Moira knew the village council was locked in debate over whom to choose as her successor. It wouldn’t be an easy choice. Glen was still alive and fit, but he wouldn’t relinquish his post at the head of the Brothers to be village-bound. Steven would have been another natural choice, but he was gone to a tragic end. Joel, too, had gone away more than a year ago, and they did not know if he still lived. He had headed out east the autumn before in search of a better trade route to the coastal lands. Afterward, he’d intended to travel north, into the uncharted land where there were rumors of a race of giants. This spring, one of the so-called giants, actually just a man taller and more blond than was common locally and probably of Scandinavian origin, had returned with some of Joel’s company. It turned out that this fellow was another relative of the Yoders, those scavengers of landfills and junkyards. But Joel, they said, had decided to take the boat and continue on, intending to map the northern coast before returning home.He had taken a company of Brothers that included two men and a woman and had set out by jonboat just two days before a wild and fierce storm had battered the northlands shore. None of them had been seen again.

Moira did not believe he was dead, but she missed him more, she thought, than she would have anyone save her own children. Still, she realized, if he were here, he would be far more suited for taking over Glen’s job than her own. Truth to tell, everyone else but one was too young, or inexperienced, or too slow of wit, to make an effective replacement. She looked up at Ellen and her eyes warmed.

“If they’ve got any sense, they’ll name you,” she said. “There’s no one that would be any better at the job. And besides, they’d better use up us old hands while they can.” She gripped Ellen’s hand hard as a coughing spasm seized her. Dying shouldn’t have to be so damned painful, she thought. Of course, if it got really bad she knew she could trust Ellen to do what needed doing. But she was going to hold out until the end if she could. She didn’t want to put that burden on Ellen. And, besides, she thought with a hint of a wicked grin, she was actually looking forward to the process itself and didn’t want to miss anything.

She could feel Ellen’s concern and fought to contain the coughing. Ellen held a glass for her to drink, and she took a breath and tried to look as if she were in less pain than she was. Her psychic awareness had been growing steadily since the Change, but in recent weeks it had gotten almost spookily intense. She could hear what most people were thinking any time they passed anywhere near her. And she could tell if they were lying. From her bed, Moira could pinpoint the location of nearly everyone in the village, from the smallest infant to the oldest codger, and most of the nearby animals as well. It was as though a web of energy held everything living linked together and she could see it, just barely. Individuals showed up as small sparks of light in varying colors and intensities. Those to whom she was closest shone brightest; Ellen was a soft blue shot through with bursts of violet, magenta and copper. Where it touched her, the web was green as the new spring grass. Where their energies touched, all was golden.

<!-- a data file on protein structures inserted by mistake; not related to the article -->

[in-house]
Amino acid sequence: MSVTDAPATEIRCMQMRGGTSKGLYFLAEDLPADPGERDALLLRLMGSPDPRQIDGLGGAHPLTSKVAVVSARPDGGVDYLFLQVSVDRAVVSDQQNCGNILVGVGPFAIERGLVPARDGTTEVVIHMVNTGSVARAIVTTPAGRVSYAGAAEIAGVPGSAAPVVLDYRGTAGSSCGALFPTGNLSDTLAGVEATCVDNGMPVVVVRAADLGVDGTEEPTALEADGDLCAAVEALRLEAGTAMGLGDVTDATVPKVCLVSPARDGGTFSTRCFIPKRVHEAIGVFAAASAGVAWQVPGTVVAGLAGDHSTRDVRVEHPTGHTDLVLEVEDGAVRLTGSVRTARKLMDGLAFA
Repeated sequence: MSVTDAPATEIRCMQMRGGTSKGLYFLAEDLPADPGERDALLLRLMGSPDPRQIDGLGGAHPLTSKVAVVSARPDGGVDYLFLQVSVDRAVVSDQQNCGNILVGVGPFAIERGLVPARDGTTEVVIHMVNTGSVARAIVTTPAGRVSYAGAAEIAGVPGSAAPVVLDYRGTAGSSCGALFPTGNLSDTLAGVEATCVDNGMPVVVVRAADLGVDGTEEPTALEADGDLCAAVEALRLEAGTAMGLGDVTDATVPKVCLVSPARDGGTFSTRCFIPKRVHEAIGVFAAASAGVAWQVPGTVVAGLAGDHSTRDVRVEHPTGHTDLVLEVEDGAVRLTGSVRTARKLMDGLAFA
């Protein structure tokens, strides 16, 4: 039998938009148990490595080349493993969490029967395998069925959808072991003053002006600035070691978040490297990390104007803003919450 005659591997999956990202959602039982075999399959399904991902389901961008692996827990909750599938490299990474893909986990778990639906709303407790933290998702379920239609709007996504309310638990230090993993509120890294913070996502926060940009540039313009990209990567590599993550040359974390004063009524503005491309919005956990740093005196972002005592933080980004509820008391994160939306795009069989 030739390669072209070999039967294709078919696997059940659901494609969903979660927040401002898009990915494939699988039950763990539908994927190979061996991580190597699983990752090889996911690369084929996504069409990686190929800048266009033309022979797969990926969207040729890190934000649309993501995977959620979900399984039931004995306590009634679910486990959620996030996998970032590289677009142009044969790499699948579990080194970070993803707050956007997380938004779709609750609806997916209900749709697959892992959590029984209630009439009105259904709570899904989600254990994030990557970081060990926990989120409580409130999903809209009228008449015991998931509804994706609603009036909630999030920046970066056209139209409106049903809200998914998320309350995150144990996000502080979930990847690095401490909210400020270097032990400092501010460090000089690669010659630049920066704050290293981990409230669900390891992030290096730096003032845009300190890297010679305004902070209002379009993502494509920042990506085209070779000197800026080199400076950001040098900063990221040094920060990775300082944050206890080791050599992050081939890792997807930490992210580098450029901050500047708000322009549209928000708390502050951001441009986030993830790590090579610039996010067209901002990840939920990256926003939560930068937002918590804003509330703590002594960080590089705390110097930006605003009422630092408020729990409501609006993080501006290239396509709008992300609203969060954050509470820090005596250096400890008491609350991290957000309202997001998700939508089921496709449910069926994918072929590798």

“Oh, great,” Moira thought. “It’s a good thing I’m on my way outa here. I tell any of this and they’ll take me down and lock me in the loony ward.” But she knew they wouldn’t. Such abilities, while none as strong as hers seemed now, had been cropping up with some frequency in quite a few others. Joel had begun to exhibit similar skills in training animals, she remembered. And Ellen, she knew, had some uncanny abilities of her own although they manifested differently. Ellen really could heal injuries merely by touching them. Most things, that is. Moira knew what anguish her own illness was causing her long-time companion, because it wasn’t something that could be mended. Her body had simply worn out. But the two were so inextricably linked together that Ellen had to be experiencing what was happening right along with her.

Their connection had deepened years ago, when Moira had insisted on having as large a family, between them, as possible, while maintaining their own intimate relationship. It had made for a complicated decade or two. They’d found that over time romantic entanglements could be worked out much easier than childcare for a menagerie that included, between them, three boys and two girls. She’d thought for a while they wouldn’t survive it with affections intact. But it had made their connection stronger. For years now they’d been able to hear one another’s words or feelings in time to answer a question before it was voiced, or to reach to touch simultaneously.